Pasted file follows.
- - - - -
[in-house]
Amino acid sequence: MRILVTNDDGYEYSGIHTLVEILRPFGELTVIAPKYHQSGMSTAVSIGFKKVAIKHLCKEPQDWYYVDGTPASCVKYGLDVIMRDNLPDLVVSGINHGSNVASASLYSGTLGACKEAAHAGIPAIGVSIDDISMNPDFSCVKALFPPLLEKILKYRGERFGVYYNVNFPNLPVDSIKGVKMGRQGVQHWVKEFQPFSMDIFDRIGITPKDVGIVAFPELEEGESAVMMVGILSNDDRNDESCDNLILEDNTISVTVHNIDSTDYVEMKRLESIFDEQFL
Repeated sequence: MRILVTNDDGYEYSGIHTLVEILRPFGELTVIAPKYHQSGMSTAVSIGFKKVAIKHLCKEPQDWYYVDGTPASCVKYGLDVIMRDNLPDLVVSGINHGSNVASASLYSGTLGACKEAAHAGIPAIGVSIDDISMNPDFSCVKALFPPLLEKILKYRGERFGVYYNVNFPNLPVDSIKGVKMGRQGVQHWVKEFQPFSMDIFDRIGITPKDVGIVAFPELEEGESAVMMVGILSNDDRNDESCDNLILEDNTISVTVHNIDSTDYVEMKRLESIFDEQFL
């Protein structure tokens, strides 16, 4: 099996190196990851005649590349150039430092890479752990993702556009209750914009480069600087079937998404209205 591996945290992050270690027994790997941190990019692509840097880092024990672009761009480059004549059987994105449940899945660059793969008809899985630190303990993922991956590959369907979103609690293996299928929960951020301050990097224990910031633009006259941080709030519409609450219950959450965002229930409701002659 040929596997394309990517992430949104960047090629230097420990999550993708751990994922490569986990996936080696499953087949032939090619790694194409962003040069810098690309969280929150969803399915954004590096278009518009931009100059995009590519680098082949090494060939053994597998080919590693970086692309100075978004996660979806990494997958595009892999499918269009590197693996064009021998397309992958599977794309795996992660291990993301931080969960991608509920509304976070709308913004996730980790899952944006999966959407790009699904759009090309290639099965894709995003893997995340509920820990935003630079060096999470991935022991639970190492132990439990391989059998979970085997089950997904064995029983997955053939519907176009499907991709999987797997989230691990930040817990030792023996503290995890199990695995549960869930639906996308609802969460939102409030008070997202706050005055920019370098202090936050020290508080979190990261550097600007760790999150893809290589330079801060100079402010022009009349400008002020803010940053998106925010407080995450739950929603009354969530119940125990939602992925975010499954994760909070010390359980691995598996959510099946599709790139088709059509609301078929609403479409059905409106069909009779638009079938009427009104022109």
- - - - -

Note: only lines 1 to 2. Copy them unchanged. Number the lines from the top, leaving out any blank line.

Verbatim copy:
[in-house]
Amino acid sequence: MRILVTNDDGYEYSGIHTLVEILRPFGELTVIAPKYHQSGMSTAVSIGFKKVAIKHLCKEPQDWYYVDGTPASCVKYGLDVIMRDNLPDLVVSGINHGSNVASASLYSGTLGACKEAAHAGIPAIGVSIDDISMNPDFSCVKALFPPLLEKILKYRGERFGVYYNVNFPNLPVDSIKGVKMGRQGVQHWVKEFQPFSMDIFDRIGITPKDVGIVAFPELEEGESAVMMVGILSNDDRNDESCDNLILEDNTISVTVHNIDSTDYVEMKRLESIFDEQFL